WASHINGTON (AP) — Transportation Secretary Ray LaHood urged lawmakers Thursday to pass a bill to put the Federal Aviation Administration back in business and put more than 70,000 construction workers and others back on the job.
Nearly 4,000 FAA employees were temporarily laid off last Friday when Congress couldn't agree on an extension of the agency's operating authority due to underlying partisan disputes over labor rights and subsidies for rural communities. Air traffic controllers remained on the job and LaHood said air travel is safe.
Work on more than 150 airport construction projects nationwide has been halted, which the secretary said has left 70,000 construction workers idle. He noted that the construction industry is among those suffering from high unemployment.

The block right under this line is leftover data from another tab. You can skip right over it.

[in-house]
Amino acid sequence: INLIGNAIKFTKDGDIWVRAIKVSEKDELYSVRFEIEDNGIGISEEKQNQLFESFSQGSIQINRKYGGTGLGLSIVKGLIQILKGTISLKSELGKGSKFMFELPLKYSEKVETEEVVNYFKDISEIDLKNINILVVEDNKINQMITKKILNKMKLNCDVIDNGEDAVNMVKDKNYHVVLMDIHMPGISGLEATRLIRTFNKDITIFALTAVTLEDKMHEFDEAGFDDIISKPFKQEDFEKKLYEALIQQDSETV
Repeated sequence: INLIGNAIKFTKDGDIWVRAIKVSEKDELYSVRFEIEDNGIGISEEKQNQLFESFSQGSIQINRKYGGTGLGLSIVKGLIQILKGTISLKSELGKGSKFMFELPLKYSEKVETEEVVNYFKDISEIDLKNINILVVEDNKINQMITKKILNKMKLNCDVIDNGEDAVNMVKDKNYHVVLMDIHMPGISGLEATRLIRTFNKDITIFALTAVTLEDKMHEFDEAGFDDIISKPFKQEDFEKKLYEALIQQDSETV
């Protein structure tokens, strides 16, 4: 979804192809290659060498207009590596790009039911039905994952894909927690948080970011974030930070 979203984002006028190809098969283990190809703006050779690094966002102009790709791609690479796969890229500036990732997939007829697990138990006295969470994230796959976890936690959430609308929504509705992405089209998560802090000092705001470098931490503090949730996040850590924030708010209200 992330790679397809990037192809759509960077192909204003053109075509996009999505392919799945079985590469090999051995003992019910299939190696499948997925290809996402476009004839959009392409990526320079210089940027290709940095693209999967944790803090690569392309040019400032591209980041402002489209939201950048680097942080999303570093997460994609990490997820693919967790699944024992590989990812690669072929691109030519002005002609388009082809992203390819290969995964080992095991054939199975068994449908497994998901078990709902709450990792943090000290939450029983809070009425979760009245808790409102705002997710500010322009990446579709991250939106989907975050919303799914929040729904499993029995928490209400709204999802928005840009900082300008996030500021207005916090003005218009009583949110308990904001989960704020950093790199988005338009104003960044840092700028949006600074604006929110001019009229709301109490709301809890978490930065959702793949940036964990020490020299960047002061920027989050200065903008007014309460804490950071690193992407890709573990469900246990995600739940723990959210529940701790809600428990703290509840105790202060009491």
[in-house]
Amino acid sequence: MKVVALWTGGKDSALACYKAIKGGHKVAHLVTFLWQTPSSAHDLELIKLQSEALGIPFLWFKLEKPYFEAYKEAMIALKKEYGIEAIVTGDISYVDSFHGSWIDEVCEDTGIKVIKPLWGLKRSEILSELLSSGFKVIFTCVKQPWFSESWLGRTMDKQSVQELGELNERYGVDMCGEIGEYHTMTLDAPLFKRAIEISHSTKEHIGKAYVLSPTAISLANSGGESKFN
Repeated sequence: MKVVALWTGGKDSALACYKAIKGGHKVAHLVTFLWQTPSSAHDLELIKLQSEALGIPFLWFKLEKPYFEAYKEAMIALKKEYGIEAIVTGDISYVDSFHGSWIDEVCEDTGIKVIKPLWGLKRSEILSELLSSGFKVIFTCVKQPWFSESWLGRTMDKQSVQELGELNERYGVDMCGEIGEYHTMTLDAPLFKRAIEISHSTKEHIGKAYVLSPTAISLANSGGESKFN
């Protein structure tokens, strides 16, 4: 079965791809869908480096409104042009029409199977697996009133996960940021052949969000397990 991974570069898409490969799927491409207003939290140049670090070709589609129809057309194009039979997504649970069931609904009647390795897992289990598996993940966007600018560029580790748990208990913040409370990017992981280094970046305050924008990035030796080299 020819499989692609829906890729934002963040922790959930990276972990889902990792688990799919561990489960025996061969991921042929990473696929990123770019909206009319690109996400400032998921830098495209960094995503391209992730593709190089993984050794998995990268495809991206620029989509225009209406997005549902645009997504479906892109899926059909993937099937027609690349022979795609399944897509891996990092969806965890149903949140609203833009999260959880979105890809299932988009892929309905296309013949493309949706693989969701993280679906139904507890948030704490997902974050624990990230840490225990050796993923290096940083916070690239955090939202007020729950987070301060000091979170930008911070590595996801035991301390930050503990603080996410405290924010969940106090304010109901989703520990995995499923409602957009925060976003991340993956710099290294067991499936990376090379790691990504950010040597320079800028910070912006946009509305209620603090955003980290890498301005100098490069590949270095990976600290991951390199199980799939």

"For all of my friends on Capitol Hill who give speeches every day about jobs, the importance of jobs, putting people to work, this is not the time to be laying off 70,000 construction workers," LaHood said at the White House.
LaHood, a former Republican congressman from Illinois, said he has been talking to lawmakers from both parties.
"We're right smack dab in the middle of the construction season," he said. "This is not the time to be laying of 70,000 people."
The shutdown is also costing the government money. Airlines can't collect about $200 million a week in ticket taxes as a result.
Efforts to avoid a shutdown failed amid a disagreement over a $16.5 million cut in subsidies to 13 rural communities.
Republicans included the cut in a House bill extending operating authority for the FAA, which has a $16 billion budget. In the Senate, Democrats refused to accept the House bill with the cuts and Republican senators refused to accept a Democratic bill without them.
Underlying the dispute over rural air service subsidies was a standoff between the GOP-controlled House and the Democratic-controlled Senate over a provision in a long-term funding bill for the FAA. The provision would make it more difficult for airline and railroad workers to unionize.